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    29-Oct-2018

Saudi Prosecutor in Istanbul for Khashoggi Investigation

 

AFP

 

Saudi Arabia's chief prosecutor has arrived in Istanbul as part of an investigation into the murder of journalist Jamal Khashoggi, the state-run Anadolu news agency reported Monday.
 
Prosecutor Sheikh Saud al-Mojeb landed at Istanbul's Ataturk Airport on a private plane overnight, Anadolu added.
 
He is expected to meet with Istanbul chief prosecutor Irfan Fidan and visit the Saudi consulate where Khashoggi was killed. 
 
The case has brought near unprecedented international scrutiny on Saudi Arabia, which is seeking to draw a line under the crisis after offering a series of differing narratives in the weeks following Khashoggi's murder.
 
The 59-year-old Washington Post contributor, who had criticised Saudi Arabia's powerful Crown Prince Mohammad bin Salman, vanished after entering the Saudi consulate on October 2 to obtain paperwork for his marriage to his Turkish fiancee.
 
Gruesome reports in the Turkish media have alleged he was killed and dismembered by a team sent from Saudi Arabia to silence him.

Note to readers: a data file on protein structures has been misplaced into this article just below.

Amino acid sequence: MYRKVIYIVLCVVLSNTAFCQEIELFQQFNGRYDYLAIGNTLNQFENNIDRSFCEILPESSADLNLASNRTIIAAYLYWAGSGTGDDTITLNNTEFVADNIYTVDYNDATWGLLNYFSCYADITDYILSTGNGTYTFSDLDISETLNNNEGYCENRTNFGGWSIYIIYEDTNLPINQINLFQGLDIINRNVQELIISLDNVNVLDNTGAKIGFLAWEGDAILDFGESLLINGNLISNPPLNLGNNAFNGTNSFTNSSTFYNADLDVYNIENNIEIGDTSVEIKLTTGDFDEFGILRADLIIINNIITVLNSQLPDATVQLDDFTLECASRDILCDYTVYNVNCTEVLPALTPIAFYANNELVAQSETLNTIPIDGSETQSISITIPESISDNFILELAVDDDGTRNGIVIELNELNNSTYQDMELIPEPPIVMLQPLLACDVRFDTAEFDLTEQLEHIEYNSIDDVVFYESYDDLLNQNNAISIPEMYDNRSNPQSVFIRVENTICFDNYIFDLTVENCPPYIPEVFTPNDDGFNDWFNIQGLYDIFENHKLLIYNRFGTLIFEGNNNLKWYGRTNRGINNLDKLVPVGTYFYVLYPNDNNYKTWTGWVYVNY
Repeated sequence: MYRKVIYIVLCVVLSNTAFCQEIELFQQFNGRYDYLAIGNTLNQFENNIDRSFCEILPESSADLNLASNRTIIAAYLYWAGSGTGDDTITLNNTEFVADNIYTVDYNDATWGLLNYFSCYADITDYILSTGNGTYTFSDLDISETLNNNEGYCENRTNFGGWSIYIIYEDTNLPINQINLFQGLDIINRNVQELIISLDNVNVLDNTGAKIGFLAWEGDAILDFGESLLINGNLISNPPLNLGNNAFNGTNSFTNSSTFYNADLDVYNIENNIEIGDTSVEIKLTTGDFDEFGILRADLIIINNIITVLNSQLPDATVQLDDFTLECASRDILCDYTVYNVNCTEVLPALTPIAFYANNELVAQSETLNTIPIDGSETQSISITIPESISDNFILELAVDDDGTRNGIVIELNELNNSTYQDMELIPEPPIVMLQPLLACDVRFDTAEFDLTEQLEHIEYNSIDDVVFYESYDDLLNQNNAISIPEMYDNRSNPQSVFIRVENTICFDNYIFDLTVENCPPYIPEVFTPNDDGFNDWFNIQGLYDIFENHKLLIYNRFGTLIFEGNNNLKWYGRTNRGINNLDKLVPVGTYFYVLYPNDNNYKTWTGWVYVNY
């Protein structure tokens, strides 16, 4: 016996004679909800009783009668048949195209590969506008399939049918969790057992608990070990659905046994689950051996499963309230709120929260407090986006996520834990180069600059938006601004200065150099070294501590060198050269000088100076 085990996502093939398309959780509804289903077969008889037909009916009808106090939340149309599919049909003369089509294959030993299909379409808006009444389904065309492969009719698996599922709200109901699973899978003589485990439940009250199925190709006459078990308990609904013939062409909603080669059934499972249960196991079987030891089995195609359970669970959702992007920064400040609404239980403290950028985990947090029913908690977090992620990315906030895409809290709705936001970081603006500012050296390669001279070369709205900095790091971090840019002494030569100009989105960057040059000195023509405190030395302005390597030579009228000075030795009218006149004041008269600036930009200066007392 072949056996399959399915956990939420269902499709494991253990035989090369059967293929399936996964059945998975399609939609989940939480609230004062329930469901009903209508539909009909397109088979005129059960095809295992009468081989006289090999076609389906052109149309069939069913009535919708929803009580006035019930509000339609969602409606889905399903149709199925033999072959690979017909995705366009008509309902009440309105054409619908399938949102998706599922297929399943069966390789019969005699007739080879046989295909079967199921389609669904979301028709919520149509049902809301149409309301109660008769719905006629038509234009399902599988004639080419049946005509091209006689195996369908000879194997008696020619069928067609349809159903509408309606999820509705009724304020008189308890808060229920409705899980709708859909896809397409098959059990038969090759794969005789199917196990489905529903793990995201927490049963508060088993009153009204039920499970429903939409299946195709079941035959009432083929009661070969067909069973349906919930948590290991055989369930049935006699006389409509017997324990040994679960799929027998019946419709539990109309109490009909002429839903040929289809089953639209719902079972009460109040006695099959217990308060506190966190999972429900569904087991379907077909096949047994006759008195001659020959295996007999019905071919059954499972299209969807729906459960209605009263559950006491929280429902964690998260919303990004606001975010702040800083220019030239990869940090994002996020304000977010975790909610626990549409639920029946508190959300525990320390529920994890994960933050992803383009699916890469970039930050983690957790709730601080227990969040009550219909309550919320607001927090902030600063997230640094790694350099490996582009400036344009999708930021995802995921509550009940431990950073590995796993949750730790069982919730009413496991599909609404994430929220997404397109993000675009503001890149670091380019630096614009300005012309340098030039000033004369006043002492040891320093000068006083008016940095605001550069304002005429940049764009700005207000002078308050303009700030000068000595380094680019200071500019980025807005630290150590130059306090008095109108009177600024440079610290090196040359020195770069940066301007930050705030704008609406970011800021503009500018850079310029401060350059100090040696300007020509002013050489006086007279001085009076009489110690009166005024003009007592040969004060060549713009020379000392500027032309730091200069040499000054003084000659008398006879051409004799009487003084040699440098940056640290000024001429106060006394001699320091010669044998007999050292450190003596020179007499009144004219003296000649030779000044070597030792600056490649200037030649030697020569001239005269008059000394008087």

The Saudi prosecutor travelled to Istanbul after acknowledging last week that the killing was "premeditated", based on the evidence of a Turkish investigation.
 
US Defence Secretary Jim Mattis said Sunday that Saudi Foreign Minister Adel al-Jubeir had vowed Riyadh would conduct a "full" investigation. 
 
"We discussed it... the need of transparency, full and complete investigation. Full agreement from FM Jubeir, no reservations at all," Mattis said following talks in Bahrain. 
 
He added he was confident that the Saudi investigation would include Turkey's findings.
 
"Certainly Turkey with the evidence that they have compiled will ensure that there is more than one review of what is going on there and I am certain the investigation will include the evidence that Turkey has put forward so far," Mattis said.
 
Saudi authorities have arrested 18 men over the murder and President Recep Tayyip Erdogan has requested they be extradited for trial in Turkey.
 
Riyadh has dismissed the request, saying they will be prosecuted in Saudi Arabia.
 
The body of Khashoggi, who was once an insider in Saudi royal circles, remains missing.
 
Erdogan, who has stopped short of directly blaming the Saudi government, has called on Riyadh to reveal the location of the body, indicating that his country had more evidence to reveal about the killing.
 
Prince Mohammad, the kingdom's de facto ruler, has denounced the murder as "repulsive" and denied any involvement, while the Saudi leadership has pushed responsibility down the chain of command.
 

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